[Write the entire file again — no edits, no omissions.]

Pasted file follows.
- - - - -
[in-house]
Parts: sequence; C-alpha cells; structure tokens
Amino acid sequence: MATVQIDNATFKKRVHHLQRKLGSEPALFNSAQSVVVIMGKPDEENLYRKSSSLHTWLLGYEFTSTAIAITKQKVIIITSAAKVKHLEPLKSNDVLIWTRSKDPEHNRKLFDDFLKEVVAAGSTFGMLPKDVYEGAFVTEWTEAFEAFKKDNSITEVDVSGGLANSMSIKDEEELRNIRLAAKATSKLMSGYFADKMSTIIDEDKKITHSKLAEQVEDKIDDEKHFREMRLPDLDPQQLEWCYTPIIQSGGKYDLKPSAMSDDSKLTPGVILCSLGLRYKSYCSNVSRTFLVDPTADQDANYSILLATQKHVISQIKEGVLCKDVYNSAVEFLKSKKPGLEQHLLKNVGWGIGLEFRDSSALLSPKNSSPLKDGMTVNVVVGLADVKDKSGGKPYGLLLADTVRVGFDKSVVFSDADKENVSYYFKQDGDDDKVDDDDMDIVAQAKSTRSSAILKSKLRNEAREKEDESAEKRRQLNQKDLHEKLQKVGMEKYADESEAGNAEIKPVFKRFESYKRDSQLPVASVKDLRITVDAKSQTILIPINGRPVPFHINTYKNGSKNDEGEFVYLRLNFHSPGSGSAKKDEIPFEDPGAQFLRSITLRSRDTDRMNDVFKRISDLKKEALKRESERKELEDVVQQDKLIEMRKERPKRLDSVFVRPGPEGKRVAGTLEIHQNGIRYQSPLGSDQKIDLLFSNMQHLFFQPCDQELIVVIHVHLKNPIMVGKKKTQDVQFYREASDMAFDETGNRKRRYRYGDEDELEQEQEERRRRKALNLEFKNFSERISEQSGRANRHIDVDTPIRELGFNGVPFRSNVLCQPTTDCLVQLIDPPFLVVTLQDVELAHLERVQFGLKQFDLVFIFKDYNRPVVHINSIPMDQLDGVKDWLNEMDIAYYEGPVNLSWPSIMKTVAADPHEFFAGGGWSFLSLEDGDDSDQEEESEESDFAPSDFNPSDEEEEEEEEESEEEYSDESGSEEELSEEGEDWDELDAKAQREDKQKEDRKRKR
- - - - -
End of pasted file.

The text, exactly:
[in-house]
Parts: sequence; C-alpha cells; structure tokens
Amino acid sequence: MATVQIDNATFKKRVHHLQRKLGSEPALFNSAQSVVVIMGKPDEENLYRKSSSLHTWLLGYEFTSTAIAITKQKVIIITSAAKVKHLEPLKSNDVLIWTRSKDPEHNRKLFDDFLKEVVAAGSTFGMLPKDVYEGAFVTEWTEAFEAFKKDNSITEVDVSGGLANSMSIKDEEELRNIRLAAKATSKLMSGYFADKMSTIIDEDKKITHSKLAEQVEDKIDDEKHFREMRLPDLDPQQLEWCYTPIIQSGGKYDLKPSAMSDDSKLTPGVILCSLGLRYKSYCSNVSRTFLVDPTADQDANYSILLATQKHVISQIKEGVLCKDVYNSAVEFLKSKKPGLEQHLLKNVGWGIGLEFRDSSALLSPKNSSPLKDGMTVNVVVGLADVKDKSGGKPYGLLLADTVRVGFDKSVVFSDADKENVSYYFKQDGDDDKVDDDDMDIVAQAKSTRSSAILKSKLRNEAREKEDESAEKRRQLNQKDLHEKLQKVGMEKYADESEAGNAEIKPVFKRFESYKRDSQLPVASVKDLRITVDAKSQTILIPINGRPVPFHINTYKNGSKNDEGEFVYLRLNFHSPGSGSAKKDEIPFEDPGAQFLRSITLRSRDTDRMNDVFKRISDLKKEALKRESERKELEDVVQQDKLIEMRKERPKRLDSVFVRPGPEGKRVAGTLEIHQNGIRYQSPLGSDQKIDLLFSNMQHLFFQPCDQELIVVIHVHLKNPIMVGKKKTQDVQFYREASDMAFDETGNRKRRYRYGDEDELEQEQEERRRRKALNLEFKNFSERISEQSGRANRHIDVDTPIRELGFNGVPFRSNVLCQPTTDCLVQLIDPPFLVVTLQDVELAHLERVQFGLKQFDLVFIFKDYNRPVVHINSIPMDQLDGVKDWLNEMDIAYYEGPVNLSWPSIMKTVAADPHEFFAGGGWSFLSLEDGDDSDQEEESEESDFAPSDFNPSDEEEEEEEEESEEEYSDESGSEEELSEEGEDWDELDAKAQREDKQKEDRKRKR